Tipperary is a county where expectations are always up in the sky. For so many people there, life revolves around ash and ball, conversations across the length and breadth of the county are dominated by it, and it can be hard to escape it. When things go right and the Liam MacCarthy Cup makes its way back to the Premier, then all is well; should the team come up short, a shadow is cast across the county.
Maher and his teammates previously brought the title back in 2010 and in 2016, but they were unable to build on that success in the seasons just after. “Look, there is massive expectation there so when things are not going well, there is a fair bit of criticism,” says the 2016 Hurler of the Year nominee.
“In 2011 and in 2012, I took that to heart — but then you let it fade and realise it’s something that comes with the territory. Even with the social media side of things, it’s something you would experience. It doesn’t bog us down anymore, you just let the noise die down.
“I got rid of social media, Twitter and Facebook, so all I have now is Instagram. You end up seeing things that you don’t need to see. I’ve been off Facebook the last year or two and went off Twitter there during this year around the start of the championship. Even if you don’t follow certain accounts, there’s a good chance they’ll end up on your timeline, and I didn’t need that.”
The impact of social media has widely been spoken of in recent times, with increases in anxiety and depression being attributed to it. Maher says he doesn’t miss it: “Not really, it’s great for your head because you’re not looking at your phone as much. I would often be lying down in bed and on the phone for an hour or two without really knowing the time had passed by, or even doing that much on it. So yeah, it’s good for the head.”
Maher knows the lows and was delighted to reach the highs once more when Liam Sheedy’s charges beat Kilkenny by 14 points in the 2019 All-Ireland decider at Croke Park. A red card to Richie Hogan before the half-time break certainly changed the complexity of the game, as there was just a point between the teams at that stage.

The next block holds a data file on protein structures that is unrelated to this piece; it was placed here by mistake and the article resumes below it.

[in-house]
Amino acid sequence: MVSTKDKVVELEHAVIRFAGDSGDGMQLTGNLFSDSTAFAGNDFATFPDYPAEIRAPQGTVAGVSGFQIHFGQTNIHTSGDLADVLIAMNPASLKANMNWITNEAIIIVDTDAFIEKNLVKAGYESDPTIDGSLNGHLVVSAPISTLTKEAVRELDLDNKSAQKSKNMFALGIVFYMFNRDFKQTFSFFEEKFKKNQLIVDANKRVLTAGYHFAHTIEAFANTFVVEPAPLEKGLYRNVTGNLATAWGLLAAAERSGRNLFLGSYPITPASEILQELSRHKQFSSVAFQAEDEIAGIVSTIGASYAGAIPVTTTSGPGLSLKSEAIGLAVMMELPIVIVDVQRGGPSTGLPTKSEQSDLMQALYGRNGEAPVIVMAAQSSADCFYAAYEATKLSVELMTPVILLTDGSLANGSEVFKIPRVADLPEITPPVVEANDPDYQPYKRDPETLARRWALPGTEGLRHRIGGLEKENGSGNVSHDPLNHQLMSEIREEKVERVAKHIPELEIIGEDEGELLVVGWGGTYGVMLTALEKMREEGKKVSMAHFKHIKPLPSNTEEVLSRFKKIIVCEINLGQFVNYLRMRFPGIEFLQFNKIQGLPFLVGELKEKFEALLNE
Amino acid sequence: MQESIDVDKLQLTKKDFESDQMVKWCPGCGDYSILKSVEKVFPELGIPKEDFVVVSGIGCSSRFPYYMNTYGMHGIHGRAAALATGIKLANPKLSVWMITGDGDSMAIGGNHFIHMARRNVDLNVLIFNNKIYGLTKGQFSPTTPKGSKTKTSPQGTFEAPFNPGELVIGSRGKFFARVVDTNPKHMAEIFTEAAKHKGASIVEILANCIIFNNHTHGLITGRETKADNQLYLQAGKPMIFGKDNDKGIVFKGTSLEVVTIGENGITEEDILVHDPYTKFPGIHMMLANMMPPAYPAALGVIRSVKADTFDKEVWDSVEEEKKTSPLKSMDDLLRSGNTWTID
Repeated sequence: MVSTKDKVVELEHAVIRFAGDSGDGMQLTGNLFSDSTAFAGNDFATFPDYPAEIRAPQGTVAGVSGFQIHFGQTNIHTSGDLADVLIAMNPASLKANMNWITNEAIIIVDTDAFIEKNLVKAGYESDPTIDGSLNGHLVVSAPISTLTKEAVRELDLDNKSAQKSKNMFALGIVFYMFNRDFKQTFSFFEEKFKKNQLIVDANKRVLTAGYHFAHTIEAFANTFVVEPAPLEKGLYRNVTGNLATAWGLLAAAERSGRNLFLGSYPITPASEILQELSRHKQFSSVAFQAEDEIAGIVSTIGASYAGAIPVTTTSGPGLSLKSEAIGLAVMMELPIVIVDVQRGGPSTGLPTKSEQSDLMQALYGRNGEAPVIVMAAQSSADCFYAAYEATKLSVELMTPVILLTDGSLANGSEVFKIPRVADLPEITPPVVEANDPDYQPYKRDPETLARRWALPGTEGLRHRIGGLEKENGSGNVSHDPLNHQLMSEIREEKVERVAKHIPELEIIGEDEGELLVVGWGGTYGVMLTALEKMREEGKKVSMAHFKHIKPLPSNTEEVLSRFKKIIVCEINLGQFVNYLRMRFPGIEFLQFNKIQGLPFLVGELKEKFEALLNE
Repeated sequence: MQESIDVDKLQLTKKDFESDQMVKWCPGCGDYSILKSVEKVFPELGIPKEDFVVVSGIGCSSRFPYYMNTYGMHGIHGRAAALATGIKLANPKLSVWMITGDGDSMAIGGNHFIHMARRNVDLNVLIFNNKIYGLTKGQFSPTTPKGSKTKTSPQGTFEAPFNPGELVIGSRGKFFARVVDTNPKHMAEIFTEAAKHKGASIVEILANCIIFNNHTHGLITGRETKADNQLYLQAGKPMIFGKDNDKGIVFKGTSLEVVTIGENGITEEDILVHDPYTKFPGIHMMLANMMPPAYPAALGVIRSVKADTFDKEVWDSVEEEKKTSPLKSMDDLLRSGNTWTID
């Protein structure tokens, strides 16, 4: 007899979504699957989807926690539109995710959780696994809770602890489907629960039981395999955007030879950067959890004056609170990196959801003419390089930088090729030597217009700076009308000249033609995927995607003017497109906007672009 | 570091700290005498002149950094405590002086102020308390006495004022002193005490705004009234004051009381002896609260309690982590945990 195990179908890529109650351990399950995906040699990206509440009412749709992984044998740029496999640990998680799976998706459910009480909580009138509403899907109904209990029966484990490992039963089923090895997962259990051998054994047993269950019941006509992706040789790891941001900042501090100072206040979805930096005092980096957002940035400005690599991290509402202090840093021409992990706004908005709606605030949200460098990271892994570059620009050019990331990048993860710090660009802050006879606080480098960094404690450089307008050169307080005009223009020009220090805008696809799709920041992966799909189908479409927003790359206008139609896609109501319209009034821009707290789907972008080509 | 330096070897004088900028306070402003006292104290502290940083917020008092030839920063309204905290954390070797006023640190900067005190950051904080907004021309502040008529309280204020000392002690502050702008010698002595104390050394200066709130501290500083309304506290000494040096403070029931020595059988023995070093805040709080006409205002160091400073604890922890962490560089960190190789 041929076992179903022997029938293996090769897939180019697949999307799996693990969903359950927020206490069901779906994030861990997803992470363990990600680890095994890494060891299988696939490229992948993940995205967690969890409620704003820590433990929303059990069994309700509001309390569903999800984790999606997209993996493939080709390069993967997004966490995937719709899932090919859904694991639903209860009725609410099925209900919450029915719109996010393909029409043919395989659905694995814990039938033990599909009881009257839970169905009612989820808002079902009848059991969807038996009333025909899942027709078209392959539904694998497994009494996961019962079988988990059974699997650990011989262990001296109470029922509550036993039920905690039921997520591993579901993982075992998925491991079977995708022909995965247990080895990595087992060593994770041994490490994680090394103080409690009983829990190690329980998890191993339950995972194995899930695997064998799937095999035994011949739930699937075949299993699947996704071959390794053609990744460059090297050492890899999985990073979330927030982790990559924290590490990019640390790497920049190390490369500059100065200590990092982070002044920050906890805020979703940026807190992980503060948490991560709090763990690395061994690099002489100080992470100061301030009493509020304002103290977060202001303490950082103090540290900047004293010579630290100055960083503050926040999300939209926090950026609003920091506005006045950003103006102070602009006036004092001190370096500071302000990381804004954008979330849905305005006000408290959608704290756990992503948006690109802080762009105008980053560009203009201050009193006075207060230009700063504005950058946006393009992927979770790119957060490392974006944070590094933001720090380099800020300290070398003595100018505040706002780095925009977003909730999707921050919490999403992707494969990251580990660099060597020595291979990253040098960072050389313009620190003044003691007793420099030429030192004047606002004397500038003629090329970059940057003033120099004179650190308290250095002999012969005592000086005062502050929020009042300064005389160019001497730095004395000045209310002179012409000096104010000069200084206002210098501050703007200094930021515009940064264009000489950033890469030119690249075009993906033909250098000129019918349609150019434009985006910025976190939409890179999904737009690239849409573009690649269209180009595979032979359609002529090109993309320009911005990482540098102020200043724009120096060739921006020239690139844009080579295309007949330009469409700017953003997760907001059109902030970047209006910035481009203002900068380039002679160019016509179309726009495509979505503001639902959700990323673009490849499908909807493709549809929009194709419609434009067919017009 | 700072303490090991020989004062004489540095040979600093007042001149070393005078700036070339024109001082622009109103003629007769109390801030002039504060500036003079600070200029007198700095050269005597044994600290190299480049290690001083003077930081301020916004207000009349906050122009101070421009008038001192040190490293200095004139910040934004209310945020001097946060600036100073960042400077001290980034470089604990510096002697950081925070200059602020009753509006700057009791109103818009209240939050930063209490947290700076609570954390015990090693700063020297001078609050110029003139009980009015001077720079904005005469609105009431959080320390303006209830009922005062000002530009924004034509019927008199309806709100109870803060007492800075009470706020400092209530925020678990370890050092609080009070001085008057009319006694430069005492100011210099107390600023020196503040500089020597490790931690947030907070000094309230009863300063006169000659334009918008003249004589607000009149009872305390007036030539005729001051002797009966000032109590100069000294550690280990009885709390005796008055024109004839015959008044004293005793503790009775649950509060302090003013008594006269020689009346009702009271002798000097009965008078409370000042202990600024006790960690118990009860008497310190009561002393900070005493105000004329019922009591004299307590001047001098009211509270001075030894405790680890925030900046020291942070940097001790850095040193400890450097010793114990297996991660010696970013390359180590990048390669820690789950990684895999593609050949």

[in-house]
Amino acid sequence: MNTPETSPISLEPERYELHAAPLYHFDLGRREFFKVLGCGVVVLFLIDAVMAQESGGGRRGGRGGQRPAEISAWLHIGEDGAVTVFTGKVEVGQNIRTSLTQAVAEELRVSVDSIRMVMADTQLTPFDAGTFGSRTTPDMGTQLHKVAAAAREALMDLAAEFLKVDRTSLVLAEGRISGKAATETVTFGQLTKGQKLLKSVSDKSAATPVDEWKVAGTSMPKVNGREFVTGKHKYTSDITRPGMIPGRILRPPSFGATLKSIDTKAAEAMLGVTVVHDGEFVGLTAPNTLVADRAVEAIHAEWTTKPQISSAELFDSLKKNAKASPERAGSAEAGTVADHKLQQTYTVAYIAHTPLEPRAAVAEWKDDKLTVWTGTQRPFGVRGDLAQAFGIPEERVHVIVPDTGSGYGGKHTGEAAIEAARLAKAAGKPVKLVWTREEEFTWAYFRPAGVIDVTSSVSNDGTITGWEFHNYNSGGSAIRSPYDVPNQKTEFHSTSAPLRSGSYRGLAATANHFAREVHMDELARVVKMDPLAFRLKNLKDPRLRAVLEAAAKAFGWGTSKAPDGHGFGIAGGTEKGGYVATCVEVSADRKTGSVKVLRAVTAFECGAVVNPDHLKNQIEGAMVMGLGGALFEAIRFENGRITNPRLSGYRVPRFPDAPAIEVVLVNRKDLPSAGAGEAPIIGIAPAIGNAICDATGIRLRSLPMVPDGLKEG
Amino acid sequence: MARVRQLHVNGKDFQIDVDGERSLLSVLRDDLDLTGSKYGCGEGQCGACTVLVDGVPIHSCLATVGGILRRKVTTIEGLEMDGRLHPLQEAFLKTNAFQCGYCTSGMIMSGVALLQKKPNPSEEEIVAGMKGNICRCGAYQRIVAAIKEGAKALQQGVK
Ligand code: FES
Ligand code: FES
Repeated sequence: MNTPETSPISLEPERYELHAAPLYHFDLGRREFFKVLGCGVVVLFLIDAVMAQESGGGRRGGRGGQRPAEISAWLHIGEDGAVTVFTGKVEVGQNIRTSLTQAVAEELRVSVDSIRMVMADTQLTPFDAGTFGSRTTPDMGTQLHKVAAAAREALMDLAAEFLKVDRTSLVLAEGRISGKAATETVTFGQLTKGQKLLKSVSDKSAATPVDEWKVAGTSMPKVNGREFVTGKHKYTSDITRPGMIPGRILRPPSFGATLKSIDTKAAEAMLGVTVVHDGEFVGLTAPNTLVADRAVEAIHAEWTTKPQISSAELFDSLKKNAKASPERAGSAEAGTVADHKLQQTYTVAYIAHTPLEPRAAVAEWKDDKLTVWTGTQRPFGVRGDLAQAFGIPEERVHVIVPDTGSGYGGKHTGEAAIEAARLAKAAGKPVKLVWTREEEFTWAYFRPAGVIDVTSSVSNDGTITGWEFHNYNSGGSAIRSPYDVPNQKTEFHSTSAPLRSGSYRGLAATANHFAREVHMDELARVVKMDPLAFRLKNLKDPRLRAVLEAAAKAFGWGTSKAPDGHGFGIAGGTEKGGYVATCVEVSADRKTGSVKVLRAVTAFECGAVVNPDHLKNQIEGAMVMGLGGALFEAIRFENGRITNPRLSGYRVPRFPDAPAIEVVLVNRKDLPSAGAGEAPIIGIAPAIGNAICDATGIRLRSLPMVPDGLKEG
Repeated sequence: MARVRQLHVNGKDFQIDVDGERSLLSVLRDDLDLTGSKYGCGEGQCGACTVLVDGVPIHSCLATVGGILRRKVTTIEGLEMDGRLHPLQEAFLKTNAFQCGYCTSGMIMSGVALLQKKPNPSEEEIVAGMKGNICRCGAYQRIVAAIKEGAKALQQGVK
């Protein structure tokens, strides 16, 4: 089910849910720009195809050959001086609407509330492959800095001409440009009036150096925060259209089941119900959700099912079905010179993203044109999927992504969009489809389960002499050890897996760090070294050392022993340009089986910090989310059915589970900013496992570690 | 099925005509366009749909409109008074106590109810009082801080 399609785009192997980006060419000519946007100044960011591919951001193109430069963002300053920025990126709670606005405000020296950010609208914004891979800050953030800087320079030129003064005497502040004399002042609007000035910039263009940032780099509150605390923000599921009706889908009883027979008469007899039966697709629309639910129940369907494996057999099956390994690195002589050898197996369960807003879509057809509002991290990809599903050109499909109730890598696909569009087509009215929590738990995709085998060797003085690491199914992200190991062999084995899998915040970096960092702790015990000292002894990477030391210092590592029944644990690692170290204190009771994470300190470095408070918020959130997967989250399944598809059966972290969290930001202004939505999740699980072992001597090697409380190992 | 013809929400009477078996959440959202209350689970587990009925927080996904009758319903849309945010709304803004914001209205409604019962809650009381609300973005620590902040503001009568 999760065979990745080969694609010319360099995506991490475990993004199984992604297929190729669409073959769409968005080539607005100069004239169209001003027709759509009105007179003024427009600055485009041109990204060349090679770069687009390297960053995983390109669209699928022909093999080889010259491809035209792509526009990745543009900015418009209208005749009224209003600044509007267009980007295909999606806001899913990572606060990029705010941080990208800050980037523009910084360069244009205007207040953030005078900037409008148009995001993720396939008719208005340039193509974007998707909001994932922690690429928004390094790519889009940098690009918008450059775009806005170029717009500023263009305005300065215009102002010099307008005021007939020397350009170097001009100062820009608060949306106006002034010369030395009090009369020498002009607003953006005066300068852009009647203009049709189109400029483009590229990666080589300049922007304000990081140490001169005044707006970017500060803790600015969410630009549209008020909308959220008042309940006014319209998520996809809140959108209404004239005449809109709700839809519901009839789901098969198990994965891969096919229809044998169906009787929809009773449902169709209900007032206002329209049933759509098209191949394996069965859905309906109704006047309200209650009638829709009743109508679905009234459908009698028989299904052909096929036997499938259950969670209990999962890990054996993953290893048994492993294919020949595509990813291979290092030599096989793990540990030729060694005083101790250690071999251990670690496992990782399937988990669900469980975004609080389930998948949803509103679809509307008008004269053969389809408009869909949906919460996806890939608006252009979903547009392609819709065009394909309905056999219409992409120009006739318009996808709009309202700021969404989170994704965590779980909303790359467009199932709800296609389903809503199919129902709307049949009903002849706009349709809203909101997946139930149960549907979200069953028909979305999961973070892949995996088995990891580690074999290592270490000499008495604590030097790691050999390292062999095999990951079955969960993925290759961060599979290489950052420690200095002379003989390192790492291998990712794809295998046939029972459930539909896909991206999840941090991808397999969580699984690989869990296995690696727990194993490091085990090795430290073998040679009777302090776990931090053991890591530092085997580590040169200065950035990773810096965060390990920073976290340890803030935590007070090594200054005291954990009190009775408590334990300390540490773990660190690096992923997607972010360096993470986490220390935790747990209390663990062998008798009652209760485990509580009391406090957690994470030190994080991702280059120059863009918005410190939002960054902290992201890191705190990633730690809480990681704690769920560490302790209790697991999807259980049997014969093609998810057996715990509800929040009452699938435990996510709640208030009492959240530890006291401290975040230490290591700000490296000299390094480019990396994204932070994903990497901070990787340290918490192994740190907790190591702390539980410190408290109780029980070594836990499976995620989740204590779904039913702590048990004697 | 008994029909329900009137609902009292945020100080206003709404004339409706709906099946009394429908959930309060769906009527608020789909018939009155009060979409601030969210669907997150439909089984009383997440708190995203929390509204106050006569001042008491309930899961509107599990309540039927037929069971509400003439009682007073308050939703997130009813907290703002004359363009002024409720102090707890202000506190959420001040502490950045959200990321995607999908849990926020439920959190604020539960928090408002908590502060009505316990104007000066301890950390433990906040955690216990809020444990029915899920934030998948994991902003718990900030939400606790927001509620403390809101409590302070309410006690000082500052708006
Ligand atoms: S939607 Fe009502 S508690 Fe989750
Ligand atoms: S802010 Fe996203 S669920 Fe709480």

For Maher, who gave a storming performance at wing-back, the final whistle was a moment to savour. “It was surreal because you’re there for about 30 seconds just wondering ‘is this after happening?’,” he says with a smile. “It was just amazing. That’s the moment you think about all the time, you’re after putting everything into it since we went back training on November 16 last year.”
“It’s unbelievable. You’re there with all the players and your family, and just trying to let it sink in. I was there with Ronan and my mother; we were all together. It was great for those few minutes.”
“In 2018, we were very flat and played well below-par,” he adds. “In Munster, we lost the first day against Limerick and had to play four weeks in a row, and never got going. It was very disappointing.
“We all knew how good Liam was when he came back,” says Maher of the manager’s second coming, after previously stepping down in 2010. “He got us in the right frame of mind and got an unbelievable backroom team behind him. We brought in a load of the Under-21s who won the All-Ireland last year and it gave it a freshness. We all put our shoulder to the wheel, and just tried to hit the standards that were set.
“So, it makes it all the sweeter that we have gotten back. It was very sweet to do it.”